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#FreeBassel: One Year Later, Syrian Netizen Remains in Prison

One year ago today, Syrian web developer and open technology advocate Bassel Khartabil was arrested and incarcerated in Damascus, where he has remained ever since. Known among open technology advocates as Bassel Safadi, the 31-year-old served as the Creative Commons lead for Syria and worked on a variety of open source software projects including Mozilla Firefox and Fabricatorz.

Bassel Khartabil. Photo by Joi. (CC BY 2.0)

Bassel Khartabil. Photo by Joi. (CC BY 2.0)

For months, Bassel's family had no information on his whereabouts. In July of 2012, they learned he was being held at a military intelligence base in the Kafr Suseh section of Damascus. Until recently, little else was known about his condition. Rumors of torture, rape, and other forms of abuse at the base left his family terrified of his fate.

When news of Bassel's imprisonment became public, supporters at Creative Commons launched the #freebassel campaign and website, which has become a critical space for advocacy and information-sharing about Bassel's status. Human Rights Watch, Amnesty International, Global Voices, and other Internet and human rights organizations around the world also have worked to raise awareness of his case and advocate for his release.

In November, Foreign Policy Magazine named Bassel one of the world's 100 top global thinkers, drawing a wave of international media attention to his case. Shortly thereafer, Bassel was moved to a civilian prison in the suburbs of Damascus.

Oussama Al Rifai, Bassel's uncle, told The Toronto Star that he believes the Foreign Policy feature was critical in helping to keep Bassel alive and facilitate his transfer. “He was tortured everyday, but then after Foreign Policy’s ranking everything stopped.”

Since this time, he has had visitation rights and has been able to see his family. Family members say that both his mental and physical health are deteriorating as a result of his incarceration.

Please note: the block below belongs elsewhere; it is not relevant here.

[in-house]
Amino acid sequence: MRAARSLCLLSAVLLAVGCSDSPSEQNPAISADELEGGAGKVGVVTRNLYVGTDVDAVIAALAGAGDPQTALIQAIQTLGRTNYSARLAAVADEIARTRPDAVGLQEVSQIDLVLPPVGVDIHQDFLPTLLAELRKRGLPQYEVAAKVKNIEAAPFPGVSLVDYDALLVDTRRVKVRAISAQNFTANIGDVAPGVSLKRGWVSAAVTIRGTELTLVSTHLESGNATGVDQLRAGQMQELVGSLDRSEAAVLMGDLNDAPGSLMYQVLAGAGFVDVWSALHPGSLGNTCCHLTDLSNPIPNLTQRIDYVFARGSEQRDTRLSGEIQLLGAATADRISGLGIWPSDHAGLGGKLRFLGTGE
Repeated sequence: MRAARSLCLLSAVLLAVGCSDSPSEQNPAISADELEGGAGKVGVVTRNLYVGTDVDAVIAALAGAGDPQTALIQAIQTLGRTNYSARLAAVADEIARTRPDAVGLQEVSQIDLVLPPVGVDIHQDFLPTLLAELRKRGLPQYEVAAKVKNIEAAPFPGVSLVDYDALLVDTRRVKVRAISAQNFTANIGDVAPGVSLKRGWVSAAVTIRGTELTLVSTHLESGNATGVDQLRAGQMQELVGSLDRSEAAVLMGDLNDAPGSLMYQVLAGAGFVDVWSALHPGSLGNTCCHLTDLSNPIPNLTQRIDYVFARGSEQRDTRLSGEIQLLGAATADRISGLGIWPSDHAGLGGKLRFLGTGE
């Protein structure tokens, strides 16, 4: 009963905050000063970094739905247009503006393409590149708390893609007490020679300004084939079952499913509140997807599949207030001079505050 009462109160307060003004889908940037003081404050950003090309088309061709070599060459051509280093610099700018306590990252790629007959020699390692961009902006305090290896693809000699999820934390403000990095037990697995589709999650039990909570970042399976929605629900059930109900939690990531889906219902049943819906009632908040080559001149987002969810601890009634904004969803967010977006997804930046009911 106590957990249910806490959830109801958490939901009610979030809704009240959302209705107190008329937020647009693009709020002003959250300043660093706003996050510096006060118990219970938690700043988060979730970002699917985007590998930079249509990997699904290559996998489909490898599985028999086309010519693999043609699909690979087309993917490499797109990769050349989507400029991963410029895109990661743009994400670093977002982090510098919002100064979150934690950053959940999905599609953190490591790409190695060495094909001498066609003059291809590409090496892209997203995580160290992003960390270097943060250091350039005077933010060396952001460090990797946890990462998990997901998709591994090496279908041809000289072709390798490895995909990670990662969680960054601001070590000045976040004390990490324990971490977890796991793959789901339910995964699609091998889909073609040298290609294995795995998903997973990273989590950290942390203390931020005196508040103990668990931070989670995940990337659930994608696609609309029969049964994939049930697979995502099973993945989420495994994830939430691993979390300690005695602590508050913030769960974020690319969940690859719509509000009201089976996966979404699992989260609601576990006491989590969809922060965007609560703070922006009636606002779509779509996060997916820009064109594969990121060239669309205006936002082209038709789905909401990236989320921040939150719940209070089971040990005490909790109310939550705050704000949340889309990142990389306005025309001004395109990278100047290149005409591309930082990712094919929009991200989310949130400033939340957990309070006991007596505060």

Bassel's work has had a powerful influence on open technology communities in the MENA region. @MoNajem, a friend of Bassel's from Beirut, told Global Voices Advocacy, “the Arab community is missing Bassel's activities. We are inspired every day by his beliefs and work toward an open Internet.”

As Syria's country lead for Creative Commons, Bassel also developed many strong relationships with innovators and advocates in other parts of the world. Former Creative Commons board chair and MIT Media Lab director Joi Ito, who worked closely with Bassel before his arrest, commented on Bassel's role as an “ambassador” of culture:

Bassel is a dear friend. He has been a tremendously important contributor to Mozilla and Creative  Commons. His work to increase access to knowledge and technology in his country is a testament to his love for Syria. He was also a great promoter of Syrian culture. He introduced me to the arts and artists of Syria — this is how I fell in love with Syria.

Donatella della Ratta, Creative Commons regional coordinator for the Arab world, told GVA:

[Bassel] is highly missed in our communities, though not only because of his valuable contribution to openness and sharing. He is a generous person who knows what community work and collaboration mean. I personally miss him as a dear friend and somebody who has always been there to solve problems and help others.

Comments from many other friends and colleagues have also spoken to Bassel's unflinching commitment to sharing knowledge and culture and to developing technologies that enable this kind of exchange. Index on Censorship recently announced that Bassel has been shortlisted for the organization's Digital Freedom Awards, which will be presented next week.

In a recent op-ed for The Wall Street Journal, Creative Commons co-founder and open Internet luminary Lawrence Lessig described the “threat” that Bassel poses for the Syrian government:

Mr. Khartabil isn't a partisan, aligned with one Syrian faction against another. He represents a future, aligned against a totalitarian past….The  government wants to shut the free-software, free-culture movement down, in a way that only a totalitarian regime can. Syria won't win this battle in the long term….It, too, will learn that the future cannot be stopped, even if the men and women leading it can be silenced.

Global Voices Advocacy urges readers to support the #freebassel campaign by visiting the website, tweeting about Bassel's case (#freebassel), or attending an event in his honor.

Nasser Wedaddy contributed research and reporting for this post.

 

Recent Global Voices coverage of Bassel Khartabil's case:

#FastforBassel: Campaign Launched for Syrian Netizen Facing Military Trial

#FreeBassel: Netizen Under Serious Threat

Global Voices’ special coverage of protests in Syria

Thanks to Nasser Weddady who helped in the writing of this article.

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